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Phase patterning for ohmic homojunction contact in MoTe2

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Science  07 Aug 2015:
Vol. 349, Issue 6248, pp. 625-628
DOI: 10.1126/science.aab3175

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Making better contacts

A key issue in fabricating transistors is making a good electrical contact to the semiconductor gate material. For two-dimensional materials, one route is through a phase transition that converts a hexagonally packed semiconductor phase into a distorted octahedrally packed metallic phase. Cho et al. show that laser heating of molybdenum telluride (MoTe2) achieves this conversion through the creation of Te vacancies. The phase transition improves charge carrier mobility while maintaining the low resistance necessary for improved transistor function.

Science, this issue p. 625

Abstract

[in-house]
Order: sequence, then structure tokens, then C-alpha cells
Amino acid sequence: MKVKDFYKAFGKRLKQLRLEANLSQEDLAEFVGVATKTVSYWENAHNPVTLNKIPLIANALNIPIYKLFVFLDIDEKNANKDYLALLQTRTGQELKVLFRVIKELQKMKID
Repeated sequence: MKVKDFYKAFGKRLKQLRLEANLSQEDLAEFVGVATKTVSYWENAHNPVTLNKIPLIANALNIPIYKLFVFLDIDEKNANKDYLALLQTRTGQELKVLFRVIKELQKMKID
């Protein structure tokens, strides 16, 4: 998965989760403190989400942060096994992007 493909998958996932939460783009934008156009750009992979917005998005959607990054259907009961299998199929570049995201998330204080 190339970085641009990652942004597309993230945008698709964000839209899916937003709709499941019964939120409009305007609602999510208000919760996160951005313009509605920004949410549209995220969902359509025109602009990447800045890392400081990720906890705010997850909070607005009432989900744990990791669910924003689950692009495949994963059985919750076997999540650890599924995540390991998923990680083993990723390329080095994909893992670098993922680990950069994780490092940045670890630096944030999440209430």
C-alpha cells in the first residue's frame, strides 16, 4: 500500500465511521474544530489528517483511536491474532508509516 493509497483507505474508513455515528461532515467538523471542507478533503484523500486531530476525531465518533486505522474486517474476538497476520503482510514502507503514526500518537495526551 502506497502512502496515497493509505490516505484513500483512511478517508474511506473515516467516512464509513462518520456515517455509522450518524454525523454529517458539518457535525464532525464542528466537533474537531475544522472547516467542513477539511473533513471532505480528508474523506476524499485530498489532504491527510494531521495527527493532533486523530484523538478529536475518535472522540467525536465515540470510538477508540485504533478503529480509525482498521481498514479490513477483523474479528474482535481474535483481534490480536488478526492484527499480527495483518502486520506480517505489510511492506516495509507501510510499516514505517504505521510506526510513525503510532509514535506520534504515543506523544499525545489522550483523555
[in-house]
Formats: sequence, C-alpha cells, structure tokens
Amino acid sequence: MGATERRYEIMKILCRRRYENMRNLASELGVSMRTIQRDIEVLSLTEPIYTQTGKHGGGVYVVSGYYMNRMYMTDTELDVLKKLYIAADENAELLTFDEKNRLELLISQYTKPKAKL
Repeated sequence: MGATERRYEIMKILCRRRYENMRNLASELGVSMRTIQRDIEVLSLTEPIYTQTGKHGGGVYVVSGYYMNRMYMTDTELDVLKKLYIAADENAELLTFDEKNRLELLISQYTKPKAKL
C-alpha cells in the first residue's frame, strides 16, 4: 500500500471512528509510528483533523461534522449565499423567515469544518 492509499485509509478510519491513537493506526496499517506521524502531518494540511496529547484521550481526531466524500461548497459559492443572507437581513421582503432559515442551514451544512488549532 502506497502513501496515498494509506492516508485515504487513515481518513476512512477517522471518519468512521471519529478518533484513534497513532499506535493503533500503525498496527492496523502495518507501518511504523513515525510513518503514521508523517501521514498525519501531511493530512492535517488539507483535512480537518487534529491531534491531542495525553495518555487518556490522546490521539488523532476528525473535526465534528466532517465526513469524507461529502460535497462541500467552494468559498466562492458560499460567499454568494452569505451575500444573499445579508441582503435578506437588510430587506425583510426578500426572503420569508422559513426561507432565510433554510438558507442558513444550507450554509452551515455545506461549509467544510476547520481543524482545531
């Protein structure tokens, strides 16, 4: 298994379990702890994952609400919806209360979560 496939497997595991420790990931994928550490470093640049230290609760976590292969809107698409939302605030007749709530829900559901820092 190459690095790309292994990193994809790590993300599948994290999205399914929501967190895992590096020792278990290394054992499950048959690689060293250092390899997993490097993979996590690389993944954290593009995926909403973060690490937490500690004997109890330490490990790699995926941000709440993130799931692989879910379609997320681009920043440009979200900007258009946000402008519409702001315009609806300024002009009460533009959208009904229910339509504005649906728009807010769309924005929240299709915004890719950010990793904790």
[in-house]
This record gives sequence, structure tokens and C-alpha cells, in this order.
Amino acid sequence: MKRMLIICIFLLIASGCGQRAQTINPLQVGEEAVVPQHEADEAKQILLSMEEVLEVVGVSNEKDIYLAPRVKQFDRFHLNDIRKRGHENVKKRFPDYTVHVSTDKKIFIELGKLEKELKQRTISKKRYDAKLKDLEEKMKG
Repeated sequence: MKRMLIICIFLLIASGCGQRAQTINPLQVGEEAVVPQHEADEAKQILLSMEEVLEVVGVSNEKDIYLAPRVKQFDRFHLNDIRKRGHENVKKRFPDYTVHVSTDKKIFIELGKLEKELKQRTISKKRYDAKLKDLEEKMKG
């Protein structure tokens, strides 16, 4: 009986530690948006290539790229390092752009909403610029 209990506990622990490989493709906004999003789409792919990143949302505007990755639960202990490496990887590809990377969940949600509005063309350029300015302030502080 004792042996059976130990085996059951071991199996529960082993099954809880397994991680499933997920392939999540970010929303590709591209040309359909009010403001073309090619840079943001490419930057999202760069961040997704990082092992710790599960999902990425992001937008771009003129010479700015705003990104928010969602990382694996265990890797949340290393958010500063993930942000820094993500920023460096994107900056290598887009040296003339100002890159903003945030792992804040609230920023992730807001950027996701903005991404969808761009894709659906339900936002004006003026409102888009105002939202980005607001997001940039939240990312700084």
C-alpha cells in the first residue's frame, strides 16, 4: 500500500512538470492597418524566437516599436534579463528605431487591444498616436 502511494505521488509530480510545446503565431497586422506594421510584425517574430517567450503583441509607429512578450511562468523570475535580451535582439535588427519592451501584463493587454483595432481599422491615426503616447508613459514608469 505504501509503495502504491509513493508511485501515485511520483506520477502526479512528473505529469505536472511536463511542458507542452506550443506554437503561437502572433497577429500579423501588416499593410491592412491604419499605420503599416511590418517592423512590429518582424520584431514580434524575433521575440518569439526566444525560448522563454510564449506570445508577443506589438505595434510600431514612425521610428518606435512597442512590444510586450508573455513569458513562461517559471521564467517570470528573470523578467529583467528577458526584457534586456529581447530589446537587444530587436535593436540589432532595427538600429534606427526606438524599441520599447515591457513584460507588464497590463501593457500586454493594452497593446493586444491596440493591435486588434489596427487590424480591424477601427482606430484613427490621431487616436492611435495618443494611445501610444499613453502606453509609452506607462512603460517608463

Artificial van der Waals heterostructures with two-dimensional (2D) atomic crystals are promising as an active channel or as a buffer contact layer for next-generation devices. However, genuine 2D heterostructure devices remain limited because of impurity-involved transfer process and metastable and inhomogeneous heterostructure formation. We used laser-induced phase patterning, a polymorph engineering, to fabricate an ohmic heterophase homojunction between semiconducting hexagonal (2H) and metallic monoclinic (1T’) molybdenum ditelluride (MoTe2) that is stable up to 300°C and increases the carrier mobility of the MoTe2 transistor by a factor of about 50, while retaining a high on/off current ratio of 106. In situ scanning transmission electron microscopy results combined with theoretical calculations reveal that the Te vacancy triggers the local phase transition in MoTe2, achieving a true 2D device with an ohmic contact.

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